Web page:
Has Spurs boss set himself up for potentially big fall?
I may be a long-time Spurs fan, but I'm not sure if manager Mauricio Pochettino has made the right move by collaborating in the publication of a book on his inner workings when he is still in charge.
'Brave New World - Inside Pochettino's Spurs' may be a very revealing and interesting read, but isn't the popular Argentinian simply setting himself up for a fall?
After all, the only thing a manager at that level will be judged by when his tenure comes to an end is trophies, and so far he has been lacking on that front.
I know that Champions League qualification is the main target because of the financial benefits it brings, and that box has been ticked with some aplomb.
Still, most fans of any team like to see their captain collecting a cup at the end of the season, and it's ten years now since Spurs have been in that position.
There is an interesting season-by-season comparison to the rear of the book, showing the upward curve in the three completed campaigns Pochettino has presided over thus far.
And it's very impressive on all five counts: finishing positions of fifth, third and second in that order; points tallies of 64, 70 and 86; goals scored numbering 58, 69 and 86; goals conceded reduced from 53 to 35 to 26; and clean sheets rising from nine to 13 to 17.
But does it not follow, then, that anything less than finishing as champions next May will burst the bubble? And, let's face it, that clearly isn't going to happen.
Personally I believe that all managers, regardless of their sport, would be better off waiting until they have left the role before waxing lyrical on their methods and achievements.
However, journalist Guillem Balagué was granted unprecedented access to Pochettino and his backroom staff over the course of last season, and this is the result.
The boss has always struck me as a very level-headed and unassuming figure in his after-match interviews, and this is reflected in the progress he has made and those statistics outlined above.
That's why the general tone of the book caught me by surprise, because he comes across on the contrary as someone who isn't in the least bit shy about patting himself on the back at every opportunity.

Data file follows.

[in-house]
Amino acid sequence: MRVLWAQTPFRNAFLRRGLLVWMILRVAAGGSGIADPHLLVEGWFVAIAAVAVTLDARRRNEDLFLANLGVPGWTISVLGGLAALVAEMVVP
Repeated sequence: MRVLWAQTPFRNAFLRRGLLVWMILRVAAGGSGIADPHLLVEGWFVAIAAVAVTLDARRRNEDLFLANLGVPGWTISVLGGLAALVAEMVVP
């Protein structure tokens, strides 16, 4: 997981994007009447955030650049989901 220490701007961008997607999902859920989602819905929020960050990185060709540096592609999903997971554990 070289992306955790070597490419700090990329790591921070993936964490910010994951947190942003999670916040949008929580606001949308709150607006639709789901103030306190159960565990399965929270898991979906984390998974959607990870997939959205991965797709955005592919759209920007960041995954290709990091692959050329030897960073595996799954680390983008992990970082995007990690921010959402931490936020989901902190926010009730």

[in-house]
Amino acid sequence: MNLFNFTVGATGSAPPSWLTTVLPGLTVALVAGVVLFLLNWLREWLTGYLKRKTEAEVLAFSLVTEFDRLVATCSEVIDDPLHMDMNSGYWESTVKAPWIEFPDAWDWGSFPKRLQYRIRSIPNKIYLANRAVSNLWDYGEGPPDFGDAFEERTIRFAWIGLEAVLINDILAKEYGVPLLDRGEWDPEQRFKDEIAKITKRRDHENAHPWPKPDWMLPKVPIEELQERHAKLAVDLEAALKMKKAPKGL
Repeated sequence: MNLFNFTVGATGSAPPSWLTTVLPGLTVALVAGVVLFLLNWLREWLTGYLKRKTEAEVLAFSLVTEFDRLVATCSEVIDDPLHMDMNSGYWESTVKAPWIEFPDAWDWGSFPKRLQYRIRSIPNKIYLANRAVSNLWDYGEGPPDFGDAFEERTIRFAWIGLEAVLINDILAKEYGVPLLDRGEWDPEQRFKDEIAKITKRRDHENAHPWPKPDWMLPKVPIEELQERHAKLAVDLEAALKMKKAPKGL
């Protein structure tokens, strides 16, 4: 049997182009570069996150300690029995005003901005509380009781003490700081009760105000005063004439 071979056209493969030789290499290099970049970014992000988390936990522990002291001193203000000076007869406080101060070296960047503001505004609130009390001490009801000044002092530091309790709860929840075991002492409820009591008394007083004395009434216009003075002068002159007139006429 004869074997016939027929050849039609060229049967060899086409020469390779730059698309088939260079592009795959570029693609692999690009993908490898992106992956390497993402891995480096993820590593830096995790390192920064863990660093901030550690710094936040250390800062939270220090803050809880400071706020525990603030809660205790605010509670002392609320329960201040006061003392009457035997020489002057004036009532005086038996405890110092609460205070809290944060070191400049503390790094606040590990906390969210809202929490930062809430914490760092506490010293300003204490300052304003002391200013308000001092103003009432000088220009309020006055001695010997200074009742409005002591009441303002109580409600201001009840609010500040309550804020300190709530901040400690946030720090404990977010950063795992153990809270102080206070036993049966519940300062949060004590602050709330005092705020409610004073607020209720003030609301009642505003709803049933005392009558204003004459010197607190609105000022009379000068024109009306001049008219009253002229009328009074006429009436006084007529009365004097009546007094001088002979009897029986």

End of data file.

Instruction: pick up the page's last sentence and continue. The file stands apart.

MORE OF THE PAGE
Perhaps some of his thoughts were misinterpreted or lost in translation, but there's a lot of self-praise involved, too much for my liking.
Having said that, it's an interesting insight into how the football world operates at the top level, and it's far removed from the norm.
At one point Pochettino wonders which one of his three cars he will drive to training. His Smart car is at the lower end of the scale, and he opts instead for the Bentley that Chairman Daniel Levy gave him as a present - nice work if you can get it!
The book does highlight the very close relationship between the manager and the man he is directly answerable to, and Levy is fulsome in his praise of Pochettino's willingness to buy into the Spurs way which is to nurture home-grown talent rather than spending big in the transfer market.
The development of Harry Kane from a callow youth to one of the top strikers in the world is a case in point, although how long he - or, indeed, Pochettino himself - remains at the club remains to be seen.
Finishing above arch-rivals Arsenal for the first time in 22 years was another achievement that brought the native of Murphy in Argentina a lot of credit. A repeat, and some silverware, will be the next expectation at the very least if he is to build on his work to date.
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